TCS Daily


Competition Comes to the Ad Market

By Jay Currie - March 14, 2005 12:00 AM

Google's website advertising program, Adsense, is about to have some fairly hefty competition. Yahoo is testing a "long tail" ad words scheme.

Markets thrive on competition and Google's first mover domination of the adwords market has been inviting a serious challenge for some time. A billion dollars a quarter is enough money to tempt new entrants.

Google and Yahoo and Microsoft already compete on search word advertising; but on the literally millions of websites which display "ad strips" Google has enjoyed an effective monopoly. Exploiting first mover advantage, Google has its Adsense code on everything from the New York Times to TCS (over to your right) and little blogs and websites which may get all of 20 hits a day.

Google, with its "do no evil" corporate philosophy, has used its virtual monopoly to invent, perfect and, to a degree, police, the emerging market for text based, context sensitive, advertising. While Google was the only game in town publishers and advertisers have been playing by its rules.

The commercially critical "no clicking your own ads" and "no offering inducements for clicks" commandments make perfect sense. However, Google also imposes content rules on its publishers by refusing to accept alcohol, tobacco, pornography, gambling, illegal drug, legal drug advertising. As well, there are rules against displaying ads on adult sites or sites which are controversial - as several bloggers have found out. Plus publishers have to obey rules against disclosing pretty much anything about the program, including how much a publisher makes a month, what clicks on particular ads are worth, and what the click through rate for a given ad or website is.

Break a Google rule and a publishers' Google account can be instantly terminated. Recently Google has started sending a warning email in some cases; but there is no guarantee. In the Googleplex binary, black and white, logic seems to apply.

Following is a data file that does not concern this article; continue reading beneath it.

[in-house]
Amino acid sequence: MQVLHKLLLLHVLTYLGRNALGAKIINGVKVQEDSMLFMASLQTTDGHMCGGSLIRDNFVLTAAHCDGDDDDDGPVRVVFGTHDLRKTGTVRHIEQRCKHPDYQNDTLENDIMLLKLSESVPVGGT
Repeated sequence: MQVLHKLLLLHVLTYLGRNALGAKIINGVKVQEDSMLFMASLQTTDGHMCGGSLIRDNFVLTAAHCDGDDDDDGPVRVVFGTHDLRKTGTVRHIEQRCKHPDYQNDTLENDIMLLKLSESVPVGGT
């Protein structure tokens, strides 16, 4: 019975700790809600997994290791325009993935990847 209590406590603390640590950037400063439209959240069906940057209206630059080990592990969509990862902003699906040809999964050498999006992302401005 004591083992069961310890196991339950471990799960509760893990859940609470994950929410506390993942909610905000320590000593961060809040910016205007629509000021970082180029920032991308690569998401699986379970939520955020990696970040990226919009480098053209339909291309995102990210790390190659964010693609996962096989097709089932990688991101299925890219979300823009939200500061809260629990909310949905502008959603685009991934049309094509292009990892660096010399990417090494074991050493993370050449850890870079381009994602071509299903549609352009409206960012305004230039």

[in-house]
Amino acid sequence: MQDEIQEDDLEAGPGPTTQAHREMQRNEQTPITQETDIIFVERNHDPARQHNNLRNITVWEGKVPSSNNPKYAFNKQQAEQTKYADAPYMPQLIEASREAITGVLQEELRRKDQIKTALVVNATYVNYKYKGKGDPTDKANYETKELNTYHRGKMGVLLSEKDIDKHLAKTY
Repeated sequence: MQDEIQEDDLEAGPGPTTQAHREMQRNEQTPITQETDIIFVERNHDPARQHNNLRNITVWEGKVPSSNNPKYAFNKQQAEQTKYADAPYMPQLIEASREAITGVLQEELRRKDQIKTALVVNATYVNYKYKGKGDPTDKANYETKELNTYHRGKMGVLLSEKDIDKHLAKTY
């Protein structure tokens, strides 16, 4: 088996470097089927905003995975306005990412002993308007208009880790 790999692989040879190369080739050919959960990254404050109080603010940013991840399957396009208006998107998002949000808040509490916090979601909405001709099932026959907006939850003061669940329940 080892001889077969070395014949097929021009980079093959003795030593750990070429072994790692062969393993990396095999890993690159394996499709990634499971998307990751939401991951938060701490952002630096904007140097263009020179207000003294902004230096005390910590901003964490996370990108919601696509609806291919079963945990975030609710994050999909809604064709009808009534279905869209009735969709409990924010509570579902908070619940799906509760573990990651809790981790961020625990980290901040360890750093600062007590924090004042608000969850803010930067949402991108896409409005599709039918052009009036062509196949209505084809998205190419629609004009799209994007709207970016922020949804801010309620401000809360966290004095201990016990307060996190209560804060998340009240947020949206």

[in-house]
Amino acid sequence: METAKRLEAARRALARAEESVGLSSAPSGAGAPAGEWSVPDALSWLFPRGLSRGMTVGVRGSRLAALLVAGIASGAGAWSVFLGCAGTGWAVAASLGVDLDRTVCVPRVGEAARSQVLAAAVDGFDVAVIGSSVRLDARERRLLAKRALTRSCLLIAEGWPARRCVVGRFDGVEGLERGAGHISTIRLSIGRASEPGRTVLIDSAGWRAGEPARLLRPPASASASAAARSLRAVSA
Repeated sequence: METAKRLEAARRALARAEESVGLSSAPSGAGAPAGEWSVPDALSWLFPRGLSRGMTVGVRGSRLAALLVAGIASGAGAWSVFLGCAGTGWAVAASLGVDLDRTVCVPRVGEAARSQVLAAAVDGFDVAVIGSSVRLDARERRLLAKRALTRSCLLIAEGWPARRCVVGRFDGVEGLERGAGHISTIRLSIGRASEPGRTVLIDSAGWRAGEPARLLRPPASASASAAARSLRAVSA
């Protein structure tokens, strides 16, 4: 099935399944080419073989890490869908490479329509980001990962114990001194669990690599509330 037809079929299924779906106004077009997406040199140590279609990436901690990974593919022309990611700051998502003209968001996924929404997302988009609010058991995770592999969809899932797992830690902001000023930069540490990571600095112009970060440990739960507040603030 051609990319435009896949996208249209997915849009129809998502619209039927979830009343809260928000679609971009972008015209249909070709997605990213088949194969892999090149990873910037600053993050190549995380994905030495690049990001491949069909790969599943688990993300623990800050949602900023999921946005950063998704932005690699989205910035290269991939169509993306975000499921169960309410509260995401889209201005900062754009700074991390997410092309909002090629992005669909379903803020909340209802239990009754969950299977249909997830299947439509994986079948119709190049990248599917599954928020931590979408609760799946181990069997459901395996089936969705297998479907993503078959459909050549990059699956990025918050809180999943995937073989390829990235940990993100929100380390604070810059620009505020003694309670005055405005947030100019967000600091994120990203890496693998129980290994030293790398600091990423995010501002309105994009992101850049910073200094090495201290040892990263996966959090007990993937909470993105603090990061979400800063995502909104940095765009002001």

A company like Google has a perfect right to choose to do business with whomever it wants and on whatever terms it wants. As long as Google pretty much owned the long tail of the pay per click ad business a small publisher had no choice but to accept Google's terms. Google was pretty reasonable about its rules but without competitive pressure it was Google's way or the highway.

The arrival of Yahoo -- and possibly Microsoft -- in the adwords market will be good for publishers and advertisers simply by expanding the range of choices and by fostering innovation through competitive pressures.

What Yahoo can do to compete with Google?

  • Offer Paypal and other overnight funds transfer along with regular cheques. This is, after all, the internet age.

  • Make the publisher shareout transparent.

  • Recognize that despite the groovy technology involved in placing context sensitive advertising on webpages, the actual role of an ad strip provider analogous to a very well automated advertising agency. Typically an advertising agency charges 15-20% of the ad buy. This compares rather unfavorably with the current 60-80% spread it appears Google is charging.

  • By narrowing the spread between what advertisers are paying and what publishers are getting Yahoo would attract high quality publishers who are chafing under Google's restrictions and relatively low payout rates.

  • Reward quality publishers. While there will be an army of sales people out trying to get Adsense advertisers to switch to Yahoo, the real struggle will likely be for the tens of thousands of small to very small publishers who actually make the Adsense model work.

  • Offer advertisers at least one alternative to the pure "keyword bid" model. A flat fee for a set number of clicks might be more attractive to some advertisers. As well, while selling "page views" or "impressions" has fallen out of fashion, these are reasonable metrics for certain sorts of ad campaigns.

Choice brings change and there is no question that the keyword/adsense/adwords market could use a little competitive instability.

Jay Currie is a frequent TCS contributor and can be read at www.reviewing.blogspot.com.

Editor's note: After the original publication of this article on March 14, TCS received a very pleasant email from Google's trademark lawyer alerting us that "Adwords" is a trademark of Google and they want to keep it that way. The Googleplex would be happy with "keyword advertising" for the generic, which seems fair to us.

In an entirely unrelated development, Google has rolled out a beta electronic funds transfer option for at least some US customers, demonstrating once again the benefits of competition.

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